Home L-Mount What comes next for Leica and Panasonic?

What comes next for Leica and Panasonic?


Last week’s announcement of the new L-squared (L²) cooperation created more questions than answers. Does it mean more cooperation on the cross-branding of lenses and cameras? Is it an alliance within an alliance to the exclusion of Sigma, perhaps the most active member of the L-Mount Alliance? Or does it simply signify greater levels of cooperation in the development of technology?

The answer to the Sigma question came yesterday from Panasonic, as reported in DPReview:

‘L² Technology is not the new alliance but the new value created by Leica Camera AG and Panasonic. L-Mount is a lens mount standard developed by Leica Camera AG and it is licensed to the Alliance members by Leica Camera AG. Panasonic is one of the licensed member and we are aiming to have stable product compatibility between the Alliance partners. Therefore, as L-mount alliance member we will keep compatibility also with Sigma products. There is no change on this point. L² Technology is the symbol that Leica camera AG and Panasonic will invest and develop the new value together. This new value will be integrated to our new cameras for Panasonic and Leica and by each company we will have our own marketing story.’

Leica's long association with Panasonic is most apparent in the range of re-branded Lumix cameras such as the D-Lux (seen here), C-Lux and V-Lux. But Panasonic have long used Leica branding on micro four-thirds lenses and "Approved by Leica" on premium L-mount lenses. Image Mike Evans
Leica’s long association with Panasonic is most apparent in the range of re-branded Lumix cameras such as the D-Lux (seen here), C-Lux and V-Lux. But Panasonic has long used Leica branding on micro four-thirds lenses (and compact-camera lenses) and “approved by Leica” on premium L-mount lenses. Image Jason Hannigan, taken in the Melbourne Leica Store

Right? So now we know, but we are perhaps none the wiser. As an exercise in knitting wind, this new announcement vies with last week’s rather vaporous statement from Leica.

The release told us everything and nothing. We are left trying to imagine what is new, what is going to come. Everyone knows that Leica and Panasonic have been cooperating for the past twenty years. The association manifests itself in the successful Leica branding of Panasonic compacts, in the Leica name on high-end micro four-thirds lenses (and the use of Summilux, etc) and similar “Leica Approved” status for premium L-mount Panasonic lenses.

Silouette from the Lumix S5 (Image Keith James)
Silhouette from the Lumix S5 (Image Keith James)

But, of course, it goes much deeper. Leica is dependent on Panasonic for much of the electronics that go into its cameras. The Q and SL both include Panasonic wizardry and even the M probably has a good helping.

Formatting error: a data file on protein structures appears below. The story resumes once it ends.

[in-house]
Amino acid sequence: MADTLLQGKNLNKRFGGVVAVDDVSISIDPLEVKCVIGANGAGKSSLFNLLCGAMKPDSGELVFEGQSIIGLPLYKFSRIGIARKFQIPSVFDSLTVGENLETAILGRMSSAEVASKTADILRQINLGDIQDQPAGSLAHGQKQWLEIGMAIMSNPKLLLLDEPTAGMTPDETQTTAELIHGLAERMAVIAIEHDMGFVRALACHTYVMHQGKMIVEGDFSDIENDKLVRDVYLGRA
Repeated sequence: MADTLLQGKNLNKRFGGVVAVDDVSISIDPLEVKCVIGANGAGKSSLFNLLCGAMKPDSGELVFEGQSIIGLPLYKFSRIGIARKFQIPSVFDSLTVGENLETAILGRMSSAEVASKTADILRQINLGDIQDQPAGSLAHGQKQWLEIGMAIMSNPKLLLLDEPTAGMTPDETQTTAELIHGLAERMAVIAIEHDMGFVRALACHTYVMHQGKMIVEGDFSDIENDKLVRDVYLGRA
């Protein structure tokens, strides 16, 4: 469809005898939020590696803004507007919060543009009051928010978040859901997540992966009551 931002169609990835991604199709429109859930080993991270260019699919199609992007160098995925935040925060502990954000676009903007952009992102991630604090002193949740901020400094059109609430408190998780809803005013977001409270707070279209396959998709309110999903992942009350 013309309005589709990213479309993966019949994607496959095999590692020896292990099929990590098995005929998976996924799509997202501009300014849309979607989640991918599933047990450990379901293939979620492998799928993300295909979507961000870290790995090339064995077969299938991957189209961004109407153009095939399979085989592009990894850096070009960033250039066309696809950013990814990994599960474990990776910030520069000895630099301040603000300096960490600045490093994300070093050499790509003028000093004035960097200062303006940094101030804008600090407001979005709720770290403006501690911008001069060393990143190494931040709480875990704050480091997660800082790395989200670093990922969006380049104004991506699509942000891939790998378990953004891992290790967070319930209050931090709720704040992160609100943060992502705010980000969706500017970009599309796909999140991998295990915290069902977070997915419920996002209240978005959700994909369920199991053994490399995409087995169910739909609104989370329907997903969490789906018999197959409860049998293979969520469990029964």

The SL is a particularly interesting case since it is mirrored by a range of very similar Panasonics, the S1 and its siblings. Delve under the hood, and there is probably more similarity than difference between the products of both companies. Both ranges are highly competent, with the S1 bodies feeling more SLR-like than the SL which offers a more radical approach to haptics and menus.

On balance, I prefer Leica’s approach, but the Lumix cameras are very strong competitors. The approaches are different, which is good for consumer choice. For many Leica users, the SL has a significant advantage in its lauded greater compatibility with M lenses, something which Panasonic doesn’t need to consider. Use L glass, and the S1 is nearer to the SL in terms of output than Leica fanboys would admit.

Strategic strategic cooperation

Before this week’s announcement, it was clear to industry watchers that Leica already depends heavily on Panasonic electronics. As we’ve discussed already, the SL and S1 were developed simultaneously and have a lot in common. Perhaps the SL would not have been possible had it not been for Panasonic’s work on the S1 and the ability to share technology.

Cooperation and branding: Leica's long association with Panasonic has resulted in a wide range of Leica-branded lenses for micro four-thirds. The Panasonic 42.5mm f/1.2 Leica DG Nocticron ASPH is intended to spur thoughts of the mighty Noctilux-M. Photo Mike Evans (Lumix GX8)
Cooperation and branding: Leica’s long association with Panasonic has resulted in a wide range of Leica-branded lenses for micro four-thirds cameras. The 42.5mm f/1.2 Leica DG Nocticron ASPH is intended to inspire thoughts of the mighty 50 mm Noctilux-M, although it is perhaps more accurately compared with the 75mm Noctilux-M because of its 85mm-equivalent focal length. That said, it does a pretty good job of subject separation. Photo Mike Evans (Lumix GX8)

Now, however, we have a more “strategic” level of cooperation. But we are left guessing as to the exact nature of the forthcoming products. Apart from technology, will we see a greater level of cooperation in camera and lens manufacturing? Possibly there will be more “approved by Leica” Panasonic lenses to add to the ever-growing programme of L-mount optics. Conversely, Leica could add to its rather limited menu of L-Mount lenses by rebranding Panasonic’s premium offerings. Leica set the trend with the “budget” Vario-Elmarit-SL 24-70 f/2.8 ASPH. It bears more than a passing resemblance to the Sigma 24-70 f/2.8 DG DN lens. Some think it is the same lens with a different body and a shower of Leica stardust.